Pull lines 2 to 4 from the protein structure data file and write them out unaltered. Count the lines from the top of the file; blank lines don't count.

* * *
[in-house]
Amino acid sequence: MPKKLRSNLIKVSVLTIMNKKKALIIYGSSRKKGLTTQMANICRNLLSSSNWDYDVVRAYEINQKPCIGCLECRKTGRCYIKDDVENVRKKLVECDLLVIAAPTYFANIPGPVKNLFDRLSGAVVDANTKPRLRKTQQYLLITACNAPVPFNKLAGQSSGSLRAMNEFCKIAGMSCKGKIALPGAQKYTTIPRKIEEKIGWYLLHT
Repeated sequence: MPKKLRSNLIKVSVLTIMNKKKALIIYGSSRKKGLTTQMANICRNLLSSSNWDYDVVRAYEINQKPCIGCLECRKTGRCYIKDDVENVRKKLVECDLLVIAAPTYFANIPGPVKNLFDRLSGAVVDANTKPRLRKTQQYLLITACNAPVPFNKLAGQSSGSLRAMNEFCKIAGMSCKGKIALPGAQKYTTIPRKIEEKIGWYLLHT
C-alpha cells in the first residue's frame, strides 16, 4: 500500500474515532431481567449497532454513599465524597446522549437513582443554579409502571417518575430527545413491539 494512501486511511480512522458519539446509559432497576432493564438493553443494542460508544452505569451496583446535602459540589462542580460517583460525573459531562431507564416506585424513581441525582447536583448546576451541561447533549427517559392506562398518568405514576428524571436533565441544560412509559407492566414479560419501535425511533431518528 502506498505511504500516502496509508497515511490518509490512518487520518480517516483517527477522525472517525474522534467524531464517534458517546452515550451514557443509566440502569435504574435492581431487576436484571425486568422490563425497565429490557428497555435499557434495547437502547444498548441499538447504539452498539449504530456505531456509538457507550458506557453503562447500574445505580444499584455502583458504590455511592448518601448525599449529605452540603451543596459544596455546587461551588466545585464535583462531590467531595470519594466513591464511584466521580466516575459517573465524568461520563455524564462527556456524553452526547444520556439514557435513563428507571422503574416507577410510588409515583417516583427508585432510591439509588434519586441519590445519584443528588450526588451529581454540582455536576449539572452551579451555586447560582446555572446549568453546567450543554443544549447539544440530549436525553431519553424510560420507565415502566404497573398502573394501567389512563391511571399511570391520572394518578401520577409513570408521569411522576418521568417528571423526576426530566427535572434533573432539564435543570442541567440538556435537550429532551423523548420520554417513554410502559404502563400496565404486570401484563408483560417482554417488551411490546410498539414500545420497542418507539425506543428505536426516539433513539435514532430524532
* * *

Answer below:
Amino acid sequence: MPKKLRSNLIKVSVLTIMNKKKALIIYGSSRKKGLTTQMANICRNLLSSSNWDYDVVRAYEINQKPCIGCLECRKTGRCYIKDDVENVRKKLVECDLLVIAAPTYFANIPGPVKNLFDRLSGAVVDANTKPRLRKTQQYLLITACNAPVPFNKLAGQSSGSLRAMNEFCKIAGMSCKGKIALPGAQKYTTIPRKIEEKIGWYLLHT
Repeated sequence: MPKKLRSNLIKVSVLTIMNKKKALIIYGSSRKKGLTTQMANICRNLLSSSNWDYDVVRAYEINQKPCIGCLECRKTGRCYIKDDVENVRKKLVECDLLVIAAPTYFANIPGPVKNLFDRLSGAVVDANTKPRLRKTQQYLLITACNAPVPFNKLAGQSSGSLRAMNEFCKIAGMSCKGKIALPGAQKYTTIPRKIEEKIGWYLLHT
C-alpha cells in the first residue's frame, strides 16, 4: 500500500474515532431481567449497532454513599465524597446522549437513582443554579409502571417518575430527545413491539 494512501486511511480512522458519539446509559432497576432493564438493553443494542460508544452505569451496583446535602459540589462542580460517583460525573459531562431507564416506585424513581441525582447536583448546576451541561447533549427517559392506562398518568405514576428524571436533565441544560412509559407492566414479560419501535425511533431518528 502506498505511504500516502496509508497515511490518509490512518487520518480517516483517527477522525472517525474522534467524531464517534458517546452515550451514557443509566440502569435504574435492581431487576436484571425486568422490563425497565429490557428497555435499557434495547437502547444498548441499538447504539452498539449504530456505531456509538457507550458506557453503562447500574445505580444499584455502583458504590455511592448518601448525599449529605452540603451543596459544596455546587461551588466545585464535583462531590467531595470519594466513591464511584466521580466516575459517573465524568461520563455524564462527556456524553452526547444520556439514557435513563428507571422503574416507577410510588409515583417516583427508585432510591439509588434519586441519590445519584443528588450526588451529581454540582455536576449539572452551579451555586447560582446555572446549568453546567450543554443544549447539544440530549436525553431519553424510560420507565415502566404497573398502573394501567389512563391511571399511570391520572394518578401520577409513570408521569411522576418521568417528571423526576426530566427535572434533573432539564435543570442541567440538556435537550429532551423523548420520554417513554410502559404502563400496565404486570401484563408483560417482554417488551411490546410498539414500545420497542418507539425506543428505536426516539433513539435514532430524532